May 27, 2015 · 3 minutes

Based in the suburbs of Boston, Virgin Pulse has long been an odd little outpost of Richard Branson's vast Virgin Group that includes everything from airlines to record labels to mobile phone networks to space tourism.

Today, Virgin Pulse's health and well-being platform built for corporate enterprises announced that it has received $92 million in new funding from Insight Venture Partners and, appropriately, its existing investor Virgin Group. The company's products gamify health tracking -- using information from fitness trackers and manually entered user data -- so that employers and HR departments can better promote healthy lifestyles with the offshoot of potentially lowering healthcare costs.

Through Virgin Pulse's platform, companies like Coca-Cola, Lockheed Martin, and Zappos can keep track of how healthy and active their employees are, and also reward them for maintaining good eating, sleeping, and exercise habits.

On one hand, what Virgin Pulse is doing is noble: It's looking to make a positive social impact using the vast quantities of health data it's collected and the experience of its experts to inform companies how to keep their employees happy and healthy.

"We think that if people install good habits in their lives then they will have more physical energy, they will be more mentally focused, and they will be more driven," said Virgin Pulse chief executive Chris Boyce. "We believe we can help people change their habits with the tools on our platform."

Taking a more cynical view of the company, it's not a stretch that allowing companies to have access to their employees eating, sleeping, and workout activity (even through Virgin's setup of notifying employers when someone earns a reward) is an overreach. I understand the benefits of having a healthy and happy workforce, but being able to track whether a worker is meeting their weight or happiness goals seems to be the total opposite of creating work/life balance.

Even the language the company uses to promote its platform seems to echo some of the worst plot developments of science fiction dystopian nightmares. From a press release description of the company: "More than 250 industry leaders representing more than 2 million employees have selected Virgin Pulse’s programs to replenish their people and ignite their business." "Replenish"? And, then there's Virgin Pulse's website, which features the tagline, "Modern life is depleting us...Too many demands, too little time." The talk of depletion and replenishment sounds like something out of A Brave New World or the film Soylent Green ("It's people!!!" Charlton Heston tells us.)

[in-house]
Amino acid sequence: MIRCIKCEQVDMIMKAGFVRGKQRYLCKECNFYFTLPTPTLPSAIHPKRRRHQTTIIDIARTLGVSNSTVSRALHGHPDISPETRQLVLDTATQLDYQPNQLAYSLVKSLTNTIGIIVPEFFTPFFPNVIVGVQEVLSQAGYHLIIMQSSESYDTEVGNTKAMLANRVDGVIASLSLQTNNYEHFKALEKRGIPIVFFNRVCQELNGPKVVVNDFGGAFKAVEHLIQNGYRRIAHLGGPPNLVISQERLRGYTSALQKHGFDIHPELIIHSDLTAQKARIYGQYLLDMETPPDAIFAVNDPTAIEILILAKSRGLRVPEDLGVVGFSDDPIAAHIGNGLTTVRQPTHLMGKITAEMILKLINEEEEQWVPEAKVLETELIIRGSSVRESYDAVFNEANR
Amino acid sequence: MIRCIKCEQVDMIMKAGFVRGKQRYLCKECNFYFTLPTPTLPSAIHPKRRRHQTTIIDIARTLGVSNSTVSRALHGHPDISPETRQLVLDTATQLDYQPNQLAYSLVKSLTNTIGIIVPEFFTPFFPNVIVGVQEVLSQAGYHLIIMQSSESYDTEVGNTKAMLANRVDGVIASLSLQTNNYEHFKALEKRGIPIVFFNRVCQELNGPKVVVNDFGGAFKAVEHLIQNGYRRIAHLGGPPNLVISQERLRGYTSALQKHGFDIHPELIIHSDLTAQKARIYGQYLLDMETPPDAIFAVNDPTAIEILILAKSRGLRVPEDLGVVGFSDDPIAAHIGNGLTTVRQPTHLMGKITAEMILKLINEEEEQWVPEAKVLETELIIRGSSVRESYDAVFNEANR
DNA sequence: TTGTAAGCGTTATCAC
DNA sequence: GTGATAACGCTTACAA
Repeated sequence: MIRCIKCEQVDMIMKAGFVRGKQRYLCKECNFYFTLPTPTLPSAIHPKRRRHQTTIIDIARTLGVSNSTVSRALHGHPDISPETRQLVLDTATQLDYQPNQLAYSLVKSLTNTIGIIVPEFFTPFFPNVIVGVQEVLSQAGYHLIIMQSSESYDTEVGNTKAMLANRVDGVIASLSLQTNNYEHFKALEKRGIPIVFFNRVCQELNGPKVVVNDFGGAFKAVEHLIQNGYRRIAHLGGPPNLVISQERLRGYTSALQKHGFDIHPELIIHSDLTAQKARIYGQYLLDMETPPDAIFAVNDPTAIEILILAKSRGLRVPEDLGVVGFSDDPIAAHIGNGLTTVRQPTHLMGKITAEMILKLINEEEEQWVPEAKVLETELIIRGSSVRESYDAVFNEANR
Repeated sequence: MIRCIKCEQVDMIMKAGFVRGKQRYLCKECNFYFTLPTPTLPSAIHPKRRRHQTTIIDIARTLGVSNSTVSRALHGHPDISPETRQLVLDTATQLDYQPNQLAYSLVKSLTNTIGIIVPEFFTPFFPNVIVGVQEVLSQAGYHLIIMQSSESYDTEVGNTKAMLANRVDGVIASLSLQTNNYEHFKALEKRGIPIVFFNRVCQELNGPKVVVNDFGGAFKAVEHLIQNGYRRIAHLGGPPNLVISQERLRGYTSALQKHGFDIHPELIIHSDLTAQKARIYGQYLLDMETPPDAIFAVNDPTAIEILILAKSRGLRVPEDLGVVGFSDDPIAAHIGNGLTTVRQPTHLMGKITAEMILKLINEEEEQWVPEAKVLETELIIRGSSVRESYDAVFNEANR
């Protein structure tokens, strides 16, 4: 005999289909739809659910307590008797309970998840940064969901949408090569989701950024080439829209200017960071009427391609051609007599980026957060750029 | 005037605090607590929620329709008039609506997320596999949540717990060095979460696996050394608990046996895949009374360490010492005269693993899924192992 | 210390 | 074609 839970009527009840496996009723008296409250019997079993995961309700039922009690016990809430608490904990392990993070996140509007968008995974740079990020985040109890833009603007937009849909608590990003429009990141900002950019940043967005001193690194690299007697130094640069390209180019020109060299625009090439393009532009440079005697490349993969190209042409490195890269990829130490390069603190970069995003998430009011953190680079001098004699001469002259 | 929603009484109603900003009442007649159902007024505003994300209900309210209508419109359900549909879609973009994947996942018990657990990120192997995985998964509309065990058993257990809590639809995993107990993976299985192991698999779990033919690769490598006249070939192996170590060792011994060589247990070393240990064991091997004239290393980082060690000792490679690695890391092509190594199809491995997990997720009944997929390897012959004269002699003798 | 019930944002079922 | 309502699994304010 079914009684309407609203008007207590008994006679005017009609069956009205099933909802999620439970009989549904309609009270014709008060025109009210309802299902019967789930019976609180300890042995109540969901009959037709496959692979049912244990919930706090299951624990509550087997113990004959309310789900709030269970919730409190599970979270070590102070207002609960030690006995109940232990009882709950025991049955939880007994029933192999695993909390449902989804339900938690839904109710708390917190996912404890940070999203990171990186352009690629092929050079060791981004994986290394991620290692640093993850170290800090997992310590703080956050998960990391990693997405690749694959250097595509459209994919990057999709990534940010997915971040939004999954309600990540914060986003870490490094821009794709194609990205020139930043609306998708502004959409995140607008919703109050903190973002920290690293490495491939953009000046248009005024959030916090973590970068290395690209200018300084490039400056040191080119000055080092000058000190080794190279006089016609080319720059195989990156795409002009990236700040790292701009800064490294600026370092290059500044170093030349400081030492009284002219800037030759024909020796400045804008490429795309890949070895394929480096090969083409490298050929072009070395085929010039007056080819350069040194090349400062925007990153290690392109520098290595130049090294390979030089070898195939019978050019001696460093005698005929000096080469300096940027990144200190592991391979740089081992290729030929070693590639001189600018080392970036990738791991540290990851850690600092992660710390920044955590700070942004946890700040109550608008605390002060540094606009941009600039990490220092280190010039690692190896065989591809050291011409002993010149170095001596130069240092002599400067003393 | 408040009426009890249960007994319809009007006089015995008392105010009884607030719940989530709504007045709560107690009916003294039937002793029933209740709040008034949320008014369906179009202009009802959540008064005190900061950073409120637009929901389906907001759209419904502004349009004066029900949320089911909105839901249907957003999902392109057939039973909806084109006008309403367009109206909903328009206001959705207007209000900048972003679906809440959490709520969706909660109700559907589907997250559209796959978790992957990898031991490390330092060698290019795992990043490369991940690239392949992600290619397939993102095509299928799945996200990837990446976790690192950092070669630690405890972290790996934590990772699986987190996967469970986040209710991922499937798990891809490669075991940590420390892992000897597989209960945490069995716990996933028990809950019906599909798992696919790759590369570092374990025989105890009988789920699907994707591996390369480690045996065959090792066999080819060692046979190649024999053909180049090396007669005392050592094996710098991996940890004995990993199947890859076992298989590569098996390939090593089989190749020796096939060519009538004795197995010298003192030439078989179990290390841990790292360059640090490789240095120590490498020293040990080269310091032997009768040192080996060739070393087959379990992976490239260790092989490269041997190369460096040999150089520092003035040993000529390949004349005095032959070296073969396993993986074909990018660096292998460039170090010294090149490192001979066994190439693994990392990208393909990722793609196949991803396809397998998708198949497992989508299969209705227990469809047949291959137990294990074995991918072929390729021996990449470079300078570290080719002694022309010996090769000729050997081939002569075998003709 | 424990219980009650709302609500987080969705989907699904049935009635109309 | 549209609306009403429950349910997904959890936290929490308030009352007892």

I asked Virgin Pulse's CEO Boyce whether or not the company's platform allows businesses too much access to individuals' personal lives. "Our view is that this is the individual's data. The individual signs up for this and have the data but the employer doesn't," Boyce explained. "All the employer knows is what reward category they get to be in. They don't really know a lot and they never have access to that information."

Boyce added, "From a Big Brother perspective, that's part of the reason people go with us and not an insurer or someone else. He also said that the Virgin name adds a trust level to the voluntary opt-in program. "Virgin is one of those great names that people trust. While there may be some concerns, we are very, very careful about the data. We put a lot of money into our security and to make sure that everything is safe and secure."

It's a fine line, one that companies and millions of their employees seem content to walk. Yes, it's a good idea to help improve individuals' overall health. But is going through employers the best way to do that?

Virgin Pulse, and its growing financial support, will be a great test case to watch just how far individuals are willing to go in terms of health tracking and opening up their private lives to third parties. It's either a step towards a more healthy and happy populace, or another example in our slow march towards giving up our individuality to the machines.

[Image credit: ForestWander (Creative Commons)]